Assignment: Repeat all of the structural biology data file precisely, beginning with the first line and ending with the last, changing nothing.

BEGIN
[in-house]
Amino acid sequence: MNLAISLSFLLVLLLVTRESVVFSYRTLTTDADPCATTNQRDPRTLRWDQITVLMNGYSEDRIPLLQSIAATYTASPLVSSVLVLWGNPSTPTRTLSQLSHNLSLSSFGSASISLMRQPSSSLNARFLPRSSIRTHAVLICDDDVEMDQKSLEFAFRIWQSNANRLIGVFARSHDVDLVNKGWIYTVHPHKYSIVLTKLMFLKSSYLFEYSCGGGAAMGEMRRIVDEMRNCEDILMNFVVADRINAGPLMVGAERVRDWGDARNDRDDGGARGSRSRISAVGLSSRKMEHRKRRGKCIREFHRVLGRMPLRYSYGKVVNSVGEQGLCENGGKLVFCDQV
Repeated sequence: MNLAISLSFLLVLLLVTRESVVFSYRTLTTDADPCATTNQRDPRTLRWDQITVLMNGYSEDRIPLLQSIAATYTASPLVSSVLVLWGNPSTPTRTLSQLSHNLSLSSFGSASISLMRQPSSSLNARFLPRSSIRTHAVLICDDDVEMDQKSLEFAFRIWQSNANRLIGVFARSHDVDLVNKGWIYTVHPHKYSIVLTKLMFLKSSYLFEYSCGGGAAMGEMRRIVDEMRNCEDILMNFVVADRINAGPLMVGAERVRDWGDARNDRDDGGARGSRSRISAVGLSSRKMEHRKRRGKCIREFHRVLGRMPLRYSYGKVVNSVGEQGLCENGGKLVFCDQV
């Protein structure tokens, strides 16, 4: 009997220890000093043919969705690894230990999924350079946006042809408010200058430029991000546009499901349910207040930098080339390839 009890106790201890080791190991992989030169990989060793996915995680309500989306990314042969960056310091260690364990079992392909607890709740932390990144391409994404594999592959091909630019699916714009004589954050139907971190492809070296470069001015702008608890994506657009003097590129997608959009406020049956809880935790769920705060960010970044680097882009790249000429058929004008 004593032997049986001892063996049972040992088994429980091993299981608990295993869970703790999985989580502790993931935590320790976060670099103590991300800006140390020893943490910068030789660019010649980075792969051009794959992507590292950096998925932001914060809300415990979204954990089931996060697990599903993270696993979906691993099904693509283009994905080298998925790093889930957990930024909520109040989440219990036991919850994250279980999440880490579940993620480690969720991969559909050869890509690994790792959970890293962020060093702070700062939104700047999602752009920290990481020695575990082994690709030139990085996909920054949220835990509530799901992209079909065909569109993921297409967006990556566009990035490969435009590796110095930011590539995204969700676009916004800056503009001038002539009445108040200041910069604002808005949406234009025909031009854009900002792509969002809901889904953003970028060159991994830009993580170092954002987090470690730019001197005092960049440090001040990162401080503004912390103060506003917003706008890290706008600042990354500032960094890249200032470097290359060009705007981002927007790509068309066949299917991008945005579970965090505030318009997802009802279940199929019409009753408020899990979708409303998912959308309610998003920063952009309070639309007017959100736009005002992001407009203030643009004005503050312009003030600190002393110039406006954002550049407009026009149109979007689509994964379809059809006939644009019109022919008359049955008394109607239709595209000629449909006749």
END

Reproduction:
[in-house]
Amino acid sequence: MNLAISLSFLLVLLLVTRESVVFSYRTLTTDADPCATTNQRDPRTLRWDQITVLMNGYSEDRIPLLQSIAATYTASPLVSSVLVLWGNPSTPTRTLSQLSHNLSLSSFGSASISLMRQPSSSLNARFLPRSSIRTHAVLICDDDVEMDQKSLEFAFRIWQSNANRLIGVFARSHDVDLVNKGWIYTVHPHKYSIVLTKLMFLKSSYLFEYSCGGGAAMGEMRRIVDEMRNCEDILMNFVVADRINAGPLMVGAERVRDWGDARNDRDDGGARGSRSRISAVGLSSRKMEHRKRRGKCIREFHRVLGRMPLRYSYGKVVNSVGEQGLCENGGKLVFCDQV
Repeated sequence: MNLAISLSFLLVLLLVTRESVVFSYRTLTTDADPCATTNQRDPRTLRWDQITVLMNGYSEDRIPLLQSIAATYTASPLVSSVLVLWGNPSTPTRTLSQLSHNLSLSSFGSASISLMRQPSSSLNARFLPRSSIRTHAVLICDDDVEMDQKSLEFAFRIWQSNANRLIGVFARSHDVDLVNKGWIYTVHPHKYSIVLTKLMFLKSSYLFEYSCGGGAAMGEMRRIVDEMRNCEDILMNFVVADRINAGPLMVGAERVRDWGDARNDRDDGGARGSRSRISAVGLSSRKMEHRKRRGKCIREFHRVLGRMPLRYSYGKVVNSVGEQGLCENGGKLVFCDQV
């Protein structure tokens, strides 16, 4: 009997220890000093043919969705690894230990999924350079946006042809408010200058430029991000546009499901349910207040930098080339390839 009890106790201890080791190991992989030169990989060793996915995680309500989306990314042969960056310091260690364990079992392909607890709740932390990144391409994404594999592959091909630019699916714009004589954050139907971190492809070296470069001015702008608890994506657009003097590129997608959009406020049956809880935790769920705060960010970044680097882009790249000429058929004008 004593032997049986001892063996049972040992088994429980091993299981608990295993869970703790999985989580502790993931935590320790976060670099103590991300800006140390020893943490910068030789660019010649980075792969051009794959992507590292950096998925932001914060809300415990979204954990089931996060697990599903993270696993979906691993099904693509283009994905080298998925790093889930957990930024909520109040989440219990036991919850994250279980999440880490579940993620480690969720991969559909050869890509690994790792959970890293962020060093702070700062939104700047999602752009920290990481020695575990082994690709030139990085996909920054949220835990509530799901992209079909065909569109993921297409967006990556566009990035490969435009590796110095930011590539995204969700676009916004800056503009001038002539009445108040200041910069604002808005949406234009025909031009854009900002792509969002809901889904953003970028060159991994830009993580170092954002987090470690730019001197005092960049440090001040990162401080503004912390103060506003917003706008890290706008600042990354500032960094890249200032470097290359060009705007981002927007790509068309066949299917991008945005579970965090505030318009997802009802279940199929019409009753408020899990979708409303998912959308309610998003920063952009309070639309007017959100736009005002992001407009203030643009004005503050312009003030600190002393110039406006954002550049407009026009149109979007689509994964379809059809006939644009019109022919008359049955008394109607239709595209000629449909006749």